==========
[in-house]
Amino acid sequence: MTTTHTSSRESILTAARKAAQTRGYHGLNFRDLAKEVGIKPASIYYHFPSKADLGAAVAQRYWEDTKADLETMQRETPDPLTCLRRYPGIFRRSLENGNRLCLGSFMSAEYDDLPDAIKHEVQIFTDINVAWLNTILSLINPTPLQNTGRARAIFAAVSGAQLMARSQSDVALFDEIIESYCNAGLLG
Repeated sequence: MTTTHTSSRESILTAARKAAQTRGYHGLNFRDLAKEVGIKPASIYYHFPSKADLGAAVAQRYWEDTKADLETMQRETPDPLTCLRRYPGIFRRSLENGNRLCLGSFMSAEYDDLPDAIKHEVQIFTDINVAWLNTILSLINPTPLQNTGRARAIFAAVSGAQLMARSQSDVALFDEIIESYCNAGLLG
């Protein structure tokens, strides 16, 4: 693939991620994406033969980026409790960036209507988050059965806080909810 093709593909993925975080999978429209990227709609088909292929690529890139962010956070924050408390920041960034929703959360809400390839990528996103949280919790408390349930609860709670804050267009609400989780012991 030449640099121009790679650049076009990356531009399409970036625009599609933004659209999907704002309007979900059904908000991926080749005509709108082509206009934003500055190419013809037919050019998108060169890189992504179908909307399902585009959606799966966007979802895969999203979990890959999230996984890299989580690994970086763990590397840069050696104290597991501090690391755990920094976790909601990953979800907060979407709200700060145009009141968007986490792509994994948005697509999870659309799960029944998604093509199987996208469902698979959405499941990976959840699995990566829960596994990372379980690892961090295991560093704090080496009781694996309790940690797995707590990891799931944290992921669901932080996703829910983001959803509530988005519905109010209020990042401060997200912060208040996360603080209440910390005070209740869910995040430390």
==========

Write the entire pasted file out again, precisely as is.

[in-house]
Amino acid sequence: MTTTHTSSRESILTAARKAAQTRGYHGLNFRDLAKEVGIKPASIYYHFPSKADLGAAVAQRYWEDTKADLETMQRETPDPLTCLRRYPGIFRRSLENGNRLCLGSFMSAEYDDLPDAIKHEVQIFTDINVAWLNTILSLINPTPLQNTGRARAIFAAVSGAQLMARSQSDVALFDEIIESYCNAGLLG
Repeated sequence: MTTTHTSSRESILTAARKAAQTRGYHGLNFRDLAKEVGIKPASIYYHFPSKADLGAAVAQRYWEDTKADLETMQRETPDPLTCLRRYPGIFRRSLENGNRLCLGSFMSAEYDDLPDAIKHEVQIFTDINVAWLNTILSLINPTPLQNTGRARAIFAAVSGAQLMARSQSDVALFDEIIESYCNAGLLG
């Protein structure tokens, strides 16, 4: 693939991620994406033969980026409790960036209507988050059965806080909810 093709593909993925975080999978429209990227709609088909292929690529890139962010956070924050408390920041960034929703959360809400390839990528996103949280919790408390349930609860709670804050267009609400989780012991 030449640099121009790679650049076009990356531009399409970036625009599609933004659209999907704002309007979900059904908000991926080749005509709108082509206009934003500055190419013809037919050019998108060169890189992504179908909307399902585009959606799966966007979802895969999203979990890959999230996984890299989580690994970086763990590397840069050696104290597991501090690391755990920094976790909601990953979800907060979407709200700060145009009141968007986490792509994994948005697509999870659309799960029944998604093509199987996208469902698979959405499941990976959840699995990566829960596994990372379980690892961090295991560093704090080496009781694996309790940690797995707590990891799931944290992921669901932080996703829910983001959803509530988005519905109010209020990042401060997200912060208040996360603080209440910390005070209740869910995040430390």